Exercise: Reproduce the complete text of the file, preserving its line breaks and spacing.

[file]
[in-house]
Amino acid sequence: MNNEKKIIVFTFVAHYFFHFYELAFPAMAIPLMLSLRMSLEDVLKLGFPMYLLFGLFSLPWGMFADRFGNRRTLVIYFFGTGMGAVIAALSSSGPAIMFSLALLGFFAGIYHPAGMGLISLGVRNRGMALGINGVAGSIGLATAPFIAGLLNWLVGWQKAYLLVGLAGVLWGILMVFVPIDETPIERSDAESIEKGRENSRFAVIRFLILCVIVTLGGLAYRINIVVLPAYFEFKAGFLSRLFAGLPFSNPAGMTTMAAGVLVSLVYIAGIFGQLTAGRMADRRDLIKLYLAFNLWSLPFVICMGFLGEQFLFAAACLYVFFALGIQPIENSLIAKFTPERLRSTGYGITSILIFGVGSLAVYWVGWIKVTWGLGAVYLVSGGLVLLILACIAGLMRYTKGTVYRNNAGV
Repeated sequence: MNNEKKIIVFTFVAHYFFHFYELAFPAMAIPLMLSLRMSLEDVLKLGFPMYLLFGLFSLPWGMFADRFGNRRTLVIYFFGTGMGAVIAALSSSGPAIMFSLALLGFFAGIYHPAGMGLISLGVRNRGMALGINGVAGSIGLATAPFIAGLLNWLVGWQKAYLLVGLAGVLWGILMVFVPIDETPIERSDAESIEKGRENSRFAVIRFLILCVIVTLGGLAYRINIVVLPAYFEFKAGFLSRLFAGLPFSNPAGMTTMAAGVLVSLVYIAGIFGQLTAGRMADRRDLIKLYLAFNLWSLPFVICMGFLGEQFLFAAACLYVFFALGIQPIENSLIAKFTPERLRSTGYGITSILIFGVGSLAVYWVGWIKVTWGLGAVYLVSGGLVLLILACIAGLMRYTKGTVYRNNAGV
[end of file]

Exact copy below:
[in-house]
Amino acid sequence: MNNEKKIIVFTFVAHYFFHFYELAFPAMAIPLMLSLRMSLEDVLKLGFPMYLLFGLFSLPWGMFADRFGNRRTLVIYFFGTGMGAVIAALSSSGPAIMFSLALLGFFAGIYHPAGMGLISLGVRNRGMALGINGVAGSIGLATAPFIAGLLNWLVGWQKAYLLVGLAGVLWGILMVFVPIDETPIERSDAESIEKGRENSRFAVIRFLILCVIVTLGGLAYRINIVVLPAYFEFKAGFLSRLFAGLPFSNPAGMTTMAAGVLVSLVYIAGIFGQLTAGRMADRRDLIKLYLAFNLWSLPFVICMGFLGEQFLFAAACLYVFFALGIQPIENSLIAKFTPERLRSTGYGITSILIFGVGSLAVYWVGWIKVTWGLGAVYLVSGGLVLLILACIAGLMRYTKGTVYRNNAGV
Repeated sequence: MNNEKKIIVFTFVAHYFFHFYELAFPAMAIPLMLSLRMSLEDVLKLGFPMYLLFGLFSLPWGMFADRFGNRRTLVIYFFGTGMGAVIAALSSSGPAIMFSLALLGFFAGIYHPAGMGLISLGVRNRGMALGINGVAGSIGLATAPFIAGLLNWLVGWQKAYLLVGLAGVLWGILMVFVPIDETPIERSDAESIEKGRENSRFAVIRFLILCVIVTLGGLAYRINIVVLPAYFEFKAGFLSRLFAGLPFSNPAGMTTMAAGVLVSLVYIAGIFGQLTAGRMADRRDLIKLYLAFNLWSLPFVICMGFLGEQFLFAAACLYVFFALGIQPIENSLIAKFTPERLRSTGYGITSILIFGVGSLAVYWVGWIKVTWGLGAVYLVSGGLVLLILACIAGLMRYTKGTVYRNNAGV